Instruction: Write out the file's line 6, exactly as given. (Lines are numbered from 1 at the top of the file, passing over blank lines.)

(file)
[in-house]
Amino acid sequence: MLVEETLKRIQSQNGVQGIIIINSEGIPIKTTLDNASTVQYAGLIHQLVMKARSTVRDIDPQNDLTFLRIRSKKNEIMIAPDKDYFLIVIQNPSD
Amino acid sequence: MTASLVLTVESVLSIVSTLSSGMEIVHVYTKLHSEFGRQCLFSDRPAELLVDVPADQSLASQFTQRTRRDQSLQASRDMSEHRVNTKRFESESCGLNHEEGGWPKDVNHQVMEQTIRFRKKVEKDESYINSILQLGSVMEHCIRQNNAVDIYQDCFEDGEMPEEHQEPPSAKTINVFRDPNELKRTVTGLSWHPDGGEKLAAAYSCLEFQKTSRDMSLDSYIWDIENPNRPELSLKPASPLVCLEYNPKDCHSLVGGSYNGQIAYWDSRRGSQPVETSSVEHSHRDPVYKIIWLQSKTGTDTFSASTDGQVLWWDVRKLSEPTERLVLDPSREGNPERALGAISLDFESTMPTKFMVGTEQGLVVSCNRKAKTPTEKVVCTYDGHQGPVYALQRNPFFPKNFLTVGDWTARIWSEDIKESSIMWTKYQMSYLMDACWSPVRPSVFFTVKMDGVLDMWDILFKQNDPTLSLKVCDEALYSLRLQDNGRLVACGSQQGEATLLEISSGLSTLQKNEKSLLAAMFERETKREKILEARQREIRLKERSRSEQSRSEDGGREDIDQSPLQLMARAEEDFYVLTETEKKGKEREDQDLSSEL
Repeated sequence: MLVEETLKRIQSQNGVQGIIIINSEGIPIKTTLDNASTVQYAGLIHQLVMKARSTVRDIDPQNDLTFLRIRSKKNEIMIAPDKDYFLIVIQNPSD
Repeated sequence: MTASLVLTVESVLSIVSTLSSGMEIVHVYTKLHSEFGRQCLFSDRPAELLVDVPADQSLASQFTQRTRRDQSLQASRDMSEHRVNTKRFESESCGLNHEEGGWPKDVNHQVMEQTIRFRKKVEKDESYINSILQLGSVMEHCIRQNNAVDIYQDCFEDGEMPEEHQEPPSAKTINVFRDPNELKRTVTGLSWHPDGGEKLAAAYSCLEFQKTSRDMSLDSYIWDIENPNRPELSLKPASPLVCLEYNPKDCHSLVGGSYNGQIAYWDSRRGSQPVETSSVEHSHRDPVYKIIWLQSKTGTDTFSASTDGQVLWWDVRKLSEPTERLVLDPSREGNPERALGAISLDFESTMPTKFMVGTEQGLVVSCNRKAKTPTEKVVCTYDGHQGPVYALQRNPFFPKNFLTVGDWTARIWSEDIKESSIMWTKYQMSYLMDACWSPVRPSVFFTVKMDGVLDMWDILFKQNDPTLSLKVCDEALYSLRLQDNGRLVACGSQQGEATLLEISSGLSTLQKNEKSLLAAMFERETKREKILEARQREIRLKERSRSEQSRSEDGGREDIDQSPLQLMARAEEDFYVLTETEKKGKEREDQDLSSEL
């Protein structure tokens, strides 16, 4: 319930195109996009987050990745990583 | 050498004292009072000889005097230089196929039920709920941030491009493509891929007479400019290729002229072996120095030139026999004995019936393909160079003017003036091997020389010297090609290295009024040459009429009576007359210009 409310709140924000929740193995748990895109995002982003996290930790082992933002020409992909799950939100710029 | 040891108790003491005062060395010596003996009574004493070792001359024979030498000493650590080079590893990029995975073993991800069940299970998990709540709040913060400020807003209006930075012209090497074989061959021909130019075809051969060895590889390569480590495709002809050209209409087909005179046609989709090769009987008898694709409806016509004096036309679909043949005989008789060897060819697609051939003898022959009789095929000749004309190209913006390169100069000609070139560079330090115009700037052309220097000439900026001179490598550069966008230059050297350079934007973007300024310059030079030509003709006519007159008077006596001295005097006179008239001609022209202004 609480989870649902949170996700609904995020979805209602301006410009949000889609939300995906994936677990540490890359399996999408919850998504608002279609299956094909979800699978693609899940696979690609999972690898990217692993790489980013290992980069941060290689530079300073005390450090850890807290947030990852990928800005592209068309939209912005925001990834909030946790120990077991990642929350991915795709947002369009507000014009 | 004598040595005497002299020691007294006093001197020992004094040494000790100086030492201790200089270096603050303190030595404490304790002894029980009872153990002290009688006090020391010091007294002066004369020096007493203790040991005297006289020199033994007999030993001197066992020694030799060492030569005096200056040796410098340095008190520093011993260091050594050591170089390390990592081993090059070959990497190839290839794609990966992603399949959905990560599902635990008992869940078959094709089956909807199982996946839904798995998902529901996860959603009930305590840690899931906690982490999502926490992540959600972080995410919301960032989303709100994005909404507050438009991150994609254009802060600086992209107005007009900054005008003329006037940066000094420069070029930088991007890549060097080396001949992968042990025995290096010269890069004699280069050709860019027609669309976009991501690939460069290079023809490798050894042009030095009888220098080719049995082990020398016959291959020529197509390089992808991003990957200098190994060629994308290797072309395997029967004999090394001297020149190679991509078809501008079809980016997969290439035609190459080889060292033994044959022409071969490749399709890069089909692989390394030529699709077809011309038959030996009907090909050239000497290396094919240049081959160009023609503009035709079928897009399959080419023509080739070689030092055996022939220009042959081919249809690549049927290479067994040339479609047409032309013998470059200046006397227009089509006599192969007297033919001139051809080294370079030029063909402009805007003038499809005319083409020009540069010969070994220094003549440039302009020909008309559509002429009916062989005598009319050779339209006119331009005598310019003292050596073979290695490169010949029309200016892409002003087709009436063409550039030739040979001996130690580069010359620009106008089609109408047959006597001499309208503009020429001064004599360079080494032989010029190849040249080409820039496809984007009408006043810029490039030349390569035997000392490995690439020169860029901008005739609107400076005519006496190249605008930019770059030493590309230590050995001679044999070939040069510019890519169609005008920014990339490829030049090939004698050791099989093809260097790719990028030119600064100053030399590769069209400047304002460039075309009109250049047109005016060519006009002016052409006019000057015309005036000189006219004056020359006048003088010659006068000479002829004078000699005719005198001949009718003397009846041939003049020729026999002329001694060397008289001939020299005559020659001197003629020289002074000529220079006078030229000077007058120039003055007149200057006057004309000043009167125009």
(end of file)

């Protein structure tokens, strides 16, 4: 319930195109996009987050990745990583 | 050498004292009072000889005097230089196929039920709920941030491009493509891929007479400019290729002229072996120095030139026999004995019936393909160079003017003036091997020389010297090609290295009024040459009429009576007359210009 409310709140924000929740193995748990895109995002982003996290930790082992933002020409992909799950939100710029 | 040891108790003491005062060395010596003996009574004493070792001359024979030498000493650590080079590893990029995975073993991800069940299970998990709540709040913060400020807003209006930075012209090497074989061959021909130019075809051969060895590889390569480590495709002809050209209409087909005179046609989709090769009987008898694709409806016509004096036309679909043949005989008789060897060819697609051939003898022959009789095929000749004309190209913006390169100069000609070139560079330090115009700037052309220097000439900026001179490598550069966008230059050297350079934007973007300024310059030079030509003709006519007159008077006596001295005097006179008239001609022209202004 609480989870649902949170996700609904995020979805209602301006410009949000889609939300995906994936677990540490890359399996999408919850998504608002279609299956094909979800699978693609899940696979690609999972690898990217692993790489980013290992980069941060290689530079300073005390450090850890807290947030990852990928800005592209068309939209912005925001990834909030946790120990077991990642929350991915795709947002369009507000014009 | 004598040595005497002299020691007294006093001197020992004094040494000790100086030492201790200089270096603050303190030595404490304790002894029980009872153990002290009688006090020391010091007294002066004369020096007493203790040991005297006289020199033994007999030993001197066992020694030799060492030569005096200056040796410098340095008190520093011993260091050594050591170089390390990592081993090059070959990497190839290839794609990966992603399949959905990560599902635990008992869940078959094709089956909807199982996946839904798995998902529901996860959603009930305590840690899931906690982490999502926490992540959600972080995410919301960032989303709100994005909404507050438009991150994609254009802060600086992209107005007009900054005008003329006037940066000094420069070029930088991007890549060097080396001949992968042990025995290096010269890069004699280069050709860019027609669309976009991501690939460069290079023809490798050894042009030095009888220098080719049995082990020398016959291959020529197509390089992808991003990957200098190994060629994308290797072309395997029967004999090394001297020149190679991509078809501008079809980016997969290439035609190459080889060292033994044959022409071969490749399709890069089909692989390394030529699709077809011309038959030996009907090909050239000497290396094919240049081959160009023609503009035709079928897009399959080419023509080739070689030092055996022939220009042959081919249809690549049927290479067994040339479609047409032309013998470059200046006397227009089509006599192969007297033919001139051809080294370079030029063909402009805007003038499809005319083409020009540069010969070994220094003549440039302009020909008309559509002429009916062989005598009319050779339209006119331009005598310019003292050596073979290695490169010949029309200016892409002003087709009436063409550039030739040979001996130690580069010359620009106008089609109408047959006597001499309208503009020429001064004599360079080494032989010029190849040249080409820039496809984007009408006043810029490039030349390569035997000392490995690439020169860029901008005739609107400076005519006496190249605008930019770059030493590309230590050995001679044999070939040069510019890519169609005008920014990339490829030049090939004698050791099989093809260097790719990028030119600064100053030399590769069209400047304002460039075309009109250049047109005016060519006009002016052409006019000057015309005036000189006219004056020359006048003088010659006068000479002829004078000699005719005198001949009718003397009846041939003049020729026999002329001694060397008289001939020299005559020659001197003629020289002074000529220079006078030229000077007058120039003055007149200057006057004309000043009167125009």